The definitive MIDI controller | This is not rocket science

USB MIDI interface

The RPC is a MIDI controller and implements the age-old 1980s serial MIDI bus, and the Protosynth must be capable of interfacing with it. But in general use a USB device port is much more practical than the three ubiquitous MIDI ports; it allows connecting the synth directly to a laptop or other computer at any time. And USB host ports are starting to become popular in sequencers also. So that means I need an interface module that has both, and that can talk to the main synthesizer board over two serial buses. The mainboard processor must take care of interleaving the commands received over the two buses.

Standard MIDI ports are no problem, I had the basic circuitry working with the RPC and could simply lift it from there. The synth’s LPC1678 microcontroller has several UARTs, and it’s very easy to configure them according to the MIDI standard. USB was going to take some more work though. I didn’t have enough space on the DSP mainboard to make use of the LPC’s built-in USB controller, so I decided to keep it that way and went for an off-board solution. My approach was to build an external board that could speak MIDI over USB, and pass the data stream over an UART to the mainboard.

Here’s the general idea:
DSPMIDI block diagram

Luckily USB-capable microcontrollers are a dime a dozen these days, so it’s only a matter of choosing a suitable one for the purpose. A little bit of searching found me MocoLUFA, which is a complete implementation of a standard MIDI USB device for the ATmega, created by morecat_lab. The ATmega8u2 it was intended to be used with looked very nice, and its bigger brother ATmega32u2, while pin compatible, would have plenty of capacity for future expansions if necessary. The Arduino Uno is one example of the use of these chips; the Arduino team very successfully replaced the previous FTDI USB controller with an ATmega8u2 to reduce the cost of their boards. With inspiration from the Uno schematic and from the ATmega32u2 datasheet, I drew up the first version of the MIDI board.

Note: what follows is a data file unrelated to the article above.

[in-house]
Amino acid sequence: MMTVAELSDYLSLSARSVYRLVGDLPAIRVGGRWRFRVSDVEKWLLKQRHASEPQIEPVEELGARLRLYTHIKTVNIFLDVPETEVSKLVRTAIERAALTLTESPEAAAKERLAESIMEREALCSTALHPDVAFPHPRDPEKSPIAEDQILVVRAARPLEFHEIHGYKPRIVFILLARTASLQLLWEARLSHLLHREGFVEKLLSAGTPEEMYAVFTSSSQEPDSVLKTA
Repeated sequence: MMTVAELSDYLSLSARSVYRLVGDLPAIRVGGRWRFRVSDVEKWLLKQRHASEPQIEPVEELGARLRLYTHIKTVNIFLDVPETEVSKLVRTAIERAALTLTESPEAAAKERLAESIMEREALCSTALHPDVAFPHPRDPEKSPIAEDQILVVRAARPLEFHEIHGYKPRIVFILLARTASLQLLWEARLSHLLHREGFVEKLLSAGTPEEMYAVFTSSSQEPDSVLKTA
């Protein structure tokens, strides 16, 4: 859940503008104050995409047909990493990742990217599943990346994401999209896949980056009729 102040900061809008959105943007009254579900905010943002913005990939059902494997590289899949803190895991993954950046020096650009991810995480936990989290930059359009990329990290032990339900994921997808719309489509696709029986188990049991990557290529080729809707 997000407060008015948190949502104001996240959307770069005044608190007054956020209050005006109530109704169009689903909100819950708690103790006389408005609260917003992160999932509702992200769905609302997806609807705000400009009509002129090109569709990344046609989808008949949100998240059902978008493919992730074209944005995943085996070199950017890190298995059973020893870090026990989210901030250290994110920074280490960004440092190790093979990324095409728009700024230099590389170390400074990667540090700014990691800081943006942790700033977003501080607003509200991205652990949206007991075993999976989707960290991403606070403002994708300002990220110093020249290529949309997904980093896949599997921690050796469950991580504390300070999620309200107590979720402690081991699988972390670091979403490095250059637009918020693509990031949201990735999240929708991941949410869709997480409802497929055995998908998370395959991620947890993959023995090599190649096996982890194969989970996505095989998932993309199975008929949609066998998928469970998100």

DSPMIDI rev1 assembled

The design was straight-forward. I used the 4N28 optocoupler and through-hole components for the MIDI side because I had those at hand. Except for the bypass capacitors. I have a lot of 0603 size 0.1uF caps now! :-) In the default configuration (F1 unpopulated in rev2 schematic) the device is self-powered: it will NOT draw its power off the USB bus. That means the it will disconnect from the computer when the it is powered off, as expected for a stand-alone device. It requires an external 3.3V power supply, and the signal voltage for all communication to and from the mainboard is 3.3V. The MIDI DIN5 connectors are very close to each other in the first revision of the board; while there are some DIN jacks that should fit, I dragged them a little bit apart for the second revision. Almost all of the GPIO pins on the ATmega are wired to am extra pin header next to it. Four are connected to SMD LEDs.

The ATmega8u2 does not have a dedicated VBUS pin for detecting whether it is connected to a USB host or not, and the MocoLUFA software can be configured to use some other GPIO pin for this purpose. In the end I left VBUS unconnected, because I wasn’t sure if the ATmega could handle overvoltage on the pins. The data sheet indicates this should be avoided. The USB firmware still works, albeit not completely according to the standard.

The two serial buses connecting the interfaces to the mainboard run at different bitrates. The real MIDI interface must be configured at 31250 bps. The USB interface doesn’t seem to have any such limitation, so I set it to 125 kbps. Just because it was a nice round number with the ATmega running by a 8 MHz clock. I’m not yet sure what kind of flow control the USB bus is capable of…

For programming the ATmega you will need an AVR programmer that can be hooked to the 6-pin ICSP port. I used a 5V Arduino Mega 2560 with the ArduinoISP firmware installed on it. The supply voltage of the Arduino is not an issue as long as you keep the MIDI board otherwise completely disconnected during programming. The MIDI ports are designed for a 3.3V power supply, so if they are powered by 5V they may fry any connected MIDI devices! During programming the board will draw power through the ISP port.